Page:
For the past several years, BMW’s purebred, performance oriented M lineup of vehicles has been loosing sight of what the M badge actually means. The M division really first established its name in the early days by turning the already good 3-series into the sensationally good M3. The same can be said with the insanely quick yet very practical M5. These were cars that could not only handle an M badge but actually put the extra performance to use on and off the track. They were, quite simply, engineered for performance.
Move down the road a few years and zee Germans decide that M must stand for marketing and that having the badge on more vehicles could only be a good thing. But a ‘good thing’ is all about perspective and if it meant more sales and adding several more ridiculously expensive vehicles to the Bimmer inventory, then doubling the offer of the M line was a very ‘good thing’. But if it meant to enhance the BMW brand by offering more vehicles just as capable and functional as the M3 and the M5, then we argue that BMW has moved in the exact opposite direction.
Let’s be clear on something- these are not performance vehicles. They’re the pipe dream of someone who loves F1 and SUVs and wishes the two could live together in harmony. That’s something that just can’t happen; a square peg through the round hole. Instead, these vehicles cater to a crowd that get off on the fact they’re driving a BMW more powerful and less fuel efficient than their neighbor’s.
Of course, the counterpoint to all of this is the 1-Series M, a car that brought the M division back to its roots and earned praise from automotive journalists across the board including Jeremy Clarkson, who might as well be God. But- and this is a big but-all production units of the 1-Series Ms have been sold. It’s hard to take a car like that into consideration when only 2700 of those units have been produced (although BMW has taken that limit off and will produce as many as they can through the spring quarter of 2012….still, not many).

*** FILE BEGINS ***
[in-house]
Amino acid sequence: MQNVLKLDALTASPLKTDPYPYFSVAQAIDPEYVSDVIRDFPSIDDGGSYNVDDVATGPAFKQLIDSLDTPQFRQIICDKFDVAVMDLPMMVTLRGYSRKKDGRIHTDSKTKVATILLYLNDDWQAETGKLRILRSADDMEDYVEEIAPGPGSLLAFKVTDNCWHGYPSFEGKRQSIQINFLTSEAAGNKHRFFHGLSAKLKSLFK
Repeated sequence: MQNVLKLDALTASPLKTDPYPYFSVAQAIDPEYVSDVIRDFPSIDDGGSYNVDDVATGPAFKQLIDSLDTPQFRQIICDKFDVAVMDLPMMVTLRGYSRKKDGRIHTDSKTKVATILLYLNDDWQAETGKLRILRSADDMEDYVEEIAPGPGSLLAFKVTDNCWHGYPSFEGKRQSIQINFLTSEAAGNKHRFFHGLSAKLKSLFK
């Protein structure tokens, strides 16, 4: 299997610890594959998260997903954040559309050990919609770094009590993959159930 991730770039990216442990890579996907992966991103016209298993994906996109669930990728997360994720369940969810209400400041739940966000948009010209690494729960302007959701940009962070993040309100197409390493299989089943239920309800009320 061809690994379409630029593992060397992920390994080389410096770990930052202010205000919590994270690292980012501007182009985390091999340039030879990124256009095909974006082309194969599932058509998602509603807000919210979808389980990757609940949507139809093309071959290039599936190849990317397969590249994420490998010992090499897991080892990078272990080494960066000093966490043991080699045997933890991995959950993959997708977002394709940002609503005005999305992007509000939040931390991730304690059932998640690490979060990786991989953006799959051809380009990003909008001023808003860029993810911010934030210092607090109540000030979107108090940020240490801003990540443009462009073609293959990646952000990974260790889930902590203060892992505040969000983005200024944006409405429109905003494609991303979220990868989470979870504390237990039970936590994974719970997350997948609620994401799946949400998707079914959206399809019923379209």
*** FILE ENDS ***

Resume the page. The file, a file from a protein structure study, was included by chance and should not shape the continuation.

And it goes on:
So, half the M vehicles may not be actual M vehicles and the only new M car we’d actually want can’t be purchased. What’s next for the division then, you ask? Well in a word, diesel. Diesel powered M vehicles are next, at least for the European market. What’s more, each diesel vehicle will have three turbos strapped to the inline-six that will be standard across the entire M diesel range. Holy crap.
Before you cast the first stone though, let’s look at some numbers here. This new diesel powerplant will be standard on the four M vehicles available today, which means will see a X5 M50d, X6 M5d, and a M550d, which will be available in both a touring and a sedan option.
But the real question here is about performance and I’m happy to announce that the stats on the new tri-turbo, six-cylinder motor aren’t bad: 376 horsepower and 545 lb-ft of torque, significantly more compared to the current diesel powered standard X6, X5, and 535d. In fact, BMW claims this new motor should let the M550d do 0-60 in an astonishingly quick 4.6 seconds and will keep going up to the typical limited stopping point of 155 mph.
So, not too bad, new diesel motor. In fact, that’s better than ‘not too bad’. That’s pretty damn good. But is it enough to make it M good? Or is this diesel movement just another round of BMW jumping on the branding bandwagon and further diluting M’s reputation as a hardcore, focus performance division?
Time will tell. You should too in the comments below.